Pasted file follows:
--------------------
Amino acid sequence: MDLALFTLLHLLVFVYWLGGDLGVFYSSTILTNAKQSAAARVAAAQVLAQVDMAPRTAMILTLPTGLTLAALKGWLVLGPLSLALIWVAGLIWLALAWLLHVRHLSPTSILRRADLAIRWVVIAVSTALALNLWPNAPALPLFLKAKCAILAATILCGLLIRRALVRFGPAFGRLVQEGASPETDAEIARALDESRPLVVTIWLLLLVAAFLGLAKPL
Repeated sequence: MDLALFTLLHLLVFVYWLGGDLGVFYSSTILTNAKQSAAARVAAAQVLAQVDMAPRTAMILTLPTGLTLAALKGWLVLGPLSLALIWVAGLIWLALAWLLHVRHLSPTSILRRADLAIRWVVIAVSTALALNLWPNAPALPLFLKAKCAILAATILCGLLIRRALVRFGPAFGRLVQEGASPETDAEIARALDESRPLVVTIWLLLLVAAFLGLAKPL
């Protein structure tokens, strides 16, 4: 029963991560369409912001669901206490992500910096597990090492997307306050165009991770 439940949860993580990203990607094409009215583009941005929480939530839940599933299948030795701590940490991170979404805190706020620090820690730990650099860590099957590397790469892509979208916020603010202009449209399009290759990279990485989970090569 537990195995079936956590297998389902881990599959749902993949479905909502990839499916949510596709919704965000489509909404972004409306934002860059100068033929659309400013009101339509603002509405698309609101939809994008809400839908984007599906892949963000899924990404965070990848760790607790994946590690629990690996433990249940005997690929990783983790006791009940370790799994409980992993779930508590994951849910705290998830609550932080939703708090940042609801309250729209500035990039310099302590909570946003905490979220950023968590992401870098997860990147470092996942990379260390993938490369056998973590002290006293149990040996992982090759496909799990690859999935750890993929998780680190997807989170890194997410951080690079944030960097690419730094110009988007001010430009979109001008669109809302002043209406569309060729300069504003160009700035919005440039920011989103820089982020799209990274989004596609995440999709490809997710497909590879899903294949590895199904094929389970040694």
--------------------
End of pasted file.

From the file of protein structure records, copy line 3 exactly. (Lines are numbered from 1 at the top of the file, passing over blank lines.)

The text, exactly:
């Protein structure tokens, strides 16, 4: 029963991560369409912001669901206490992500910096597990090492997307306050165009991770 439940949860993580990203990607094409009215583009941005929480939530839940599933299948030795701590940490991170979404805190706020620090820690730990650099860590099957590397790469892509979208916020603010202009449209399009290759990279990485989970090569 537990195995079936956590297998389902881990599959749902993949479905909502990839499916949510596709919704965000489509909404972004409306934002860059100068033929659309400013009101339509603002509405698309609101939809994008809400839908984007599906892949963000899924990404965070990848760790607790994946590690629990690996433990249940005997690929990783983790006791009940370790799994409980992993779930508590994951849910705290998830609550932080939703708090940042609801309250729209500035990039310099302590909570946003905490979220950023968590992401870098997860990147470092996942990379260390993938490369056998973590002290006293149990040996992982090759496909799990690859999935750890993929998780680190997807989170890194997410951080690079944030960097690419730094110009988007001010430009979109001008669109809302002043209406569309060729300069504003160009700035919005440039920011989103820089982020799209990274989004596609995440999709490809997710497909590879899903294949590895199904094929389970040694």